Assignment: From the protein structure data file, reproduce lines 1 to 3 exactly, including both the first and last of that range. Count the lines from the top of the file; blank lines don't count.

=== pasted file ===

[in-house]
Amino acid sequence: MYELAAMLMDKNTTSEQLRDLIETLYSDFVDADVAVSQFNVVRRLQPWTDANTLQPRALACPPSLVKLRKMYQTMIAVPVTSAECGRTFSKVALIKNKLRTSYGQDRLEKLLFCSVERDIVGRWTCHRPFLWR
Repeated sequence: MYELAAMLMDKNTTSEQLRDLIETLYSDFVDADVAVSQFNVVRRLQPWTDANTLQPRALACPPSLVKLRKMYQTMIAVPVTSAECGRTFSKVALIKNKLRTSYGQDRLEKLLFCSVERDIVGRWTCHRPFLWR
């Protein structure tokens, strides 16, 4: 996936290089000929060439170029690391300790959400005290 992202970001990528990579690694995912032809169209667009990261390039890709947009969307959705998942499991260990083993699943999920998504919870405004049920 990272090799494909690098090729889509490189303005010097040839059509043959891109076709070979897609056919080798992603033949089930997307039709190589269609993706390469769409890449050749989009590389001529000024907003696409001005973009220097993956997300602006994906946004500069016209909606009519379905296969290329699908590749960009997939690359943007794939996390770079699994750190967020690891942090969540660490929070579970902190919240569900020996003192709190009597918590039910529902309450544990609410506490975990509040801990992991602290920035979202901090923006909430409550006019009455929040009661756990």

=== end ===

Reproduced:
[in-house]
Amino acid sequence: MYELAAMLMDKNTTSEQLRDLIETLYSDFVDADVAVSQFNVVRRLQPWTDANTLQPRALACPPSLVKLRKMYQTMIAVPVTSAECGRTFSKVALIKNKLRTSYGQDRLEKLLFCSVERDIVGRWTCHRPFLWR
Repeated sequence: MYELAAMLMDKNTTSEQLRDLIETLYSDFVDADVAVSQFNVVRRLQPWTDANTLQPRALACPPSLVKLRKMYQTMIAVPVTSAECGRTFSKVALIKNKLRTSYGQDRLEKLLFCSVERDIVGRWTCHRPFLWR